Jubilee bunting ban for lamp-posts in Burnham-on-Sea

Queen visit, Yeovil Nine Springs Traders in Burnham want to decorate the high street with bunting to mark the Queen's Diamond Jubilee

Bunting cannot be hung along high street lamp-posts in a Somerset town due to health and safety fears.

The Chamber of Trade in Burnham has been refused permission by Somerset County Council to hang 750m of bunting.

Chamber secretary Jonathan Walter said: "We have put a bit more pressure on them to justify how they think the bunting is going to cause any damage or risks to pedestrians."

The council has said the bunting can only be hung from shop fronts.

A spokesman said: "Somerset County Council is very happy to help local councils put up bunting to celebrate the Diamond Jubilee and other events.

"We recommend councils use their existing fixing points for Christmas lights, CCTV cameras or such like.

"Last year a lamp-post came down in London, killing a child, and it's important we avoid a similar tragedy in Somerset."

A spokesman from the Health and Safety Executive said it was "wholly inappropriate" to link the two situations.

"This is a classic case of health and safety being used totally inappropriately as an excuse for excessively risk averse behaviour," he said.

"Hanging lightweight bunting from lamp-posts is a low risk activity and to suggest that it may cause lampposts to fall over is ridiculous.

"The case in London that the article appears to refer to is one that involved work-related activity."

'Singled out'

Mr Walter said: "It's just standard bunting, it's not anything other than that, the lamp-post and street furniture belong to the county council and they weren't happy with it.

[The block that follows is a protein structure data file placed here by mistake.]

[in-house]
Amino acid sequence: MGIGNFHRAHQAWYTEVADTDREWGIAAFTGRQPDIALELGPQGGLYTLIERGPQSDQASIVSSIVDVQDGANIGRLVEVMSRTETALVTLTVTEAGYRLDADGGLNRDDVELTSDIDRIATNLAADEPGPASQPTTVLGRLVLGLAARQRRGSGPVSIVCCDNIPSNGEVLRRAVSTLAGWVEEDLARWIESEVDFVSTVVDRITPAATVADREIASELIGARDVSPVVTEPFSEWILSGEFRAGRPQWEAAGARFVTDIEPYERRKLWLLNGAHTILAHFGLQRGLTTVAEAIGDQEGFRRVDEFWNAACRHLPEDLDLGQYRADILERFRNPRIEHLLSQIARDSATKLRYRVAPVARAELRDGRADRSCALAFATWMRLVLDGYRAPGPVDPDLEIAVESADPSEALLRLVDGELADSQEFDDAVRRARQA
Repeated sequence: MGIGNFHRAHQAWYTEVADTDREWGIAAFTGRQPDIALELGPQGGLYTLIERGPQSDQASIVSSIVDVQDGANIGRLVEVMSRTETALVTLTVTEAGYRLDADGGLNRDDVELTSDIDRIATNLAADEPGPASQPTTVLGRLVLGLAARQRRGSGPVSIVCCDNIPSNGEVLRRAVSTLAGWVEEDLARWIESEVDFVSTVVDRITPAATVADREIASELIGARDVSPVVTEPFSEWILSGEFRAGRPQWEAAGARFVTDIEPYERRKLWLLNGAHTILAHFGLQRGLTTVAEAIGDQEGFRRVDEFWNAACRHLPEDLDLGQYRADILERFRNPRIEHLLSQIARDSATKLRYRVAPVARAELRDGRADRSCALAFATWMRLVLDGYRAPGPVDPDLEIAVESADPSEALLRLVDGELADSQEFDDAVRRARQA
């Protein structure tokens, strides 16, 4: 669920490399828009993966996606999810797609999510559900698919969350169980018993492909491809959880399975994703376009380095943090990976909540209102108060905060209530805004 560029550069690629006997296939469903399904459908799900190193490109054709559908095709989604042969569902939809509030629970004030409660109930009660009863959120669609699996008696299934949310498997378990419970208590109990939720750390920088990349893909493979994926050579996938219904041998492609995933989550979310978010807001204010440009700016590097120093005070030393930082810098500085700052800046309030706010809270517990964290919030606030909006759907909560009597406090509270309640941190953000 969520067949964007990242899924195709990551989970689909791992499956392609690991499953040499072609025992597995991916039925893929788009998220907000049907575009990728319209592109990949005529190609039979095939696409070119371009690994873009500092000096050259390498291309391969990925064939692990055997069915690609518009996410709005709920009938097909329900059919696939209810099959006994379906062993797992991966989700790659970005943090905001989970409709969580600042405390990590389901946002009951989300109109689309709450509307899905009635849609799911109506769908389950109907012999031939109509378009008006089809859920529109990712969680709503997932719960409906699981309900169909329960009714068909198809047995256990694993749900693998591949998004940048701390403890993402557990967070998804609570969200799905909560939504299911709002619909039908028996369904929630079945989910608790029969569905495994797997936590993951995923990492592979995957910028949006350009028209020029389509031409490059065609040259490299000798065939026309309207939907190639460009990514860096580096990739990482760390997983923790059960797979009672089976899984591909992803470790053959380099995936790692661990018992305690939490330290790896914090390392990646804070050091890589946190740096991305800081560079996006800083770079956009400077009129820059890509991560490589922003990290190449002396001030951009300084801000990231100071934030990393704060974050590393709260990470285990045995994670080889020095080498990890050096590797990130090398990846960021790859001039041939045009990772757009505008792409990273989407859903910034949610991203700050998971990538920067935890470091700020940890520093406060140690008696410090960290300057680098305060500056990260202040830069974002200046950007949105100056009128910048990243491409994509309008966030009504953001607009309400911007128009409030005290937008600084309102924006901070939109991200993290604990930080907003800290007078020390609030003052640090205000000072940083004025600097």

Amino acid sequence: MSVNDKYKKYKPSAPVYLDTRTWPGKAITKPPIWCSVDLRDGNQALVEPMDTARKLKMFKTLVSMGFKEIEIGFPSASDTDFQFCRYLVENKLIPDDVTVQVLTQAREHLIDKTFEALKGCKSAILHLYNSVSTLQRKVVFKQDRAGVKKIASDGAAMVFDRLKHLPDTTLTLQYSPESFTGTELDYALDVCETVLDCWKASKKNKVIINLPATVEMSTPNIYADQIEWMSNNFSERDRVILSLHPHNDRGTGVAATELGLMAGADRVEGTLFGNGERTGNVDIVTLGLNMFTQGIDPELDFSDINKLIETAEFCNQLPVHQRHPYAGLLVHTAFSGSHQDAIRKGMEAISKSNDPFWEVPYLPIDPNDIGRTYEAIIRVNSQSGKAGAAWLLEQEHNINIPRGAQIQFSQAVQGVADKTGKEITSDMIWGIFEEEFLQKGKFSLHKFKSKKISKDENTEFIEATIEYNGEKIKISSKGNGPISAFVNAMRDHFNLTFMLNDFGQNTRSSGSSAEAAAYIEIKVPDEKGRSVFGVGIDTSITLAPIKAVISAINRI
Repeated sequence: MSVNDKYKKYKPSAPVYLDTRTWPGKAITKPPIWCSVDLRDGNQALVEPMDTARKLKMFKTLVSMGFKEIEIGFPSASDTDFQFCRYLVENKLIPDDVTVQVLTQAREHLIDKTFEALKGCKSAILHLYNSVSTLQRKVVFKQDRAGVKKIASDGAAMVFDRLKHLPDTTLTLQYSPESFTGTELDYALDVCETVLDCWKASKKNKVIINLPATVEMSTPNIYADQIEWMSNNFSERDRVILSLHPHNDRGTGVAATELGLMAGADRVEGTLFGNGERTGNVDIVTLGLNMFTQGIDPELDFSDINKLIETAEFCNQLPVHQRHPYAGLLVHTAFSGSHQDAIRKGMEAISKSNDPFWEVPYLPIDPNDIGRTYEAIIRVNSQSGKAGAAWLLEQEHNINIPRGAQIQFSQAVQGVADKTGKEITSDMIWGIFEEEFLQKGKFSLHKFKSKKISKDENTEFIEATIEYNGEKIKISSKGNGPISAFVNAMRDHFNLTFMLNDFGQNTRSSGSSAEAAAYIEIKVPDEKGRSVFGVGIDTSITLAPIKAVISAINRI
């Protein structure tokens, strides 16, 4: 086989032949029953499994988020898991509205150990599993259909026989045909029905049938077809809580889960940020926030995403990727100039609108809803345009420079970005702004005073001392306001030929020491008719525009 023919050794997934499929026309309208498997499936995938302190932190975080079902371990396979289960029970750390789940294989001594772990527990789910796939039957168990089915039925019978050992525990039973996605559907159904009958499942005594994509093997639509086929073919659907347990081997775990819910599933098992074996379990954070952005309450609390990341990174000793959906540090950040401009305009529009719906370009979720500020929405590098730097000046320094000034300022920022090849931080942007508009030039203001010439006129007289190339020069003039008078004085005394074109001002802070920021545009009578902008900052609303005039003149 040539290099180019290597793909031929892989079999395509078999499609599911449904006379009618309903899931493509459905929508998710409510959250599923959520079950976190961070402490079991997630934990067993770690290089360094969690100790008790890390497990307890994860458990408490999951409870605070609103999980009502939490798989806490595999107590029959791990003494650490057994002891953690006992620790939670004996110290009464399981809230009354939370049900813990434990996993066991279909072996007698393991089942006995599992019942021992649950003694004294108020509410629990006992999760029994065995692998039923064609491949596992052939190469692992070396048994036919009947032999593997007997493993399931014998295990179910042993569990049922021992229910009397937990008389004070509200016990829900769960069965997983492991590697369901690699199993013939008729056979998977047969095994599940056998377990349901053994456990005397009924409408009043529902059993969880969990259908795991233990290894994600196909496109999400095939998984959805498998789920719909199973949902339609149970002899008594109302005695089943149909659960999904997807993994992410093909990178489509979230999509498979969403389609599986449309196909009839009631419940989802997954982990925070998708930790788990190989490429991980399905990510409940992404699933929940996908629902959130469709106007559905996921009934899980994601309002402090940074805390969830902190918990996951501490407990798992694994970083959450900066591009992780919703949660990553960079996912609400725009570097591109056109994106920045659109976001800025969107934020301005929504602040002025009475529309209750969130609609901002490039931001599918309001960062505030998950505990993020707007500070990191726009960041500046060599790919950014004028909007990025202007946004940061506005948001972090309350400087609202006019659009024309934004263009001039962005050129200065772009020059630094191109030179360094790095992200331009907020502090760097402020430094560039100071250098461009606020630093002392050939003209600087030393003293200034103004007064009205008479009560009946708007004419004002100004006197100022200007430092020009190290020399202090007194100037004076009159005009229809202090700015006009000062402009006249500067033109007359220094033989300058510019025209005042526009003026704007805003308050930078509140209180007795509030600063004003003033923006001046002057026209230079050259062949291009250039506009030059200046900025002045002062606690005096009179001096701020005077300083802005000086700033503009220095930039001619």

"I'm in disbelief - it's like everyone thinks, it's just a bit of bunting what damage can it do? But they were adamant and we were told we didn't have permission to do it."

The bunting has been paid for by the town council's Diamond Jubilee committee and Burnham Chamber of Trade and Commerce is paying the cost of putting the bunting up along the pedestrianised areas of the high street.

"No-one wants anyone to get hurt by any bunting, but bunting has been used for years and years," Mr Walter said.

"I'm sure it was used for the [Queen's] Coronation, I'm sure we didn't need certificates of approval then.

"It does wind me up and I've been watching the torch relay and everywhere you watch there is bunting... I don't know why we are being singled out like this."

The town clerk at Burnham Town Council, Eileen Shaw, said she hoped to resolve the situation with the county council.

She added that it was the Chamber of Trade which wanted the bunting on the lamp-posts, but not the town council as it would require a licence.

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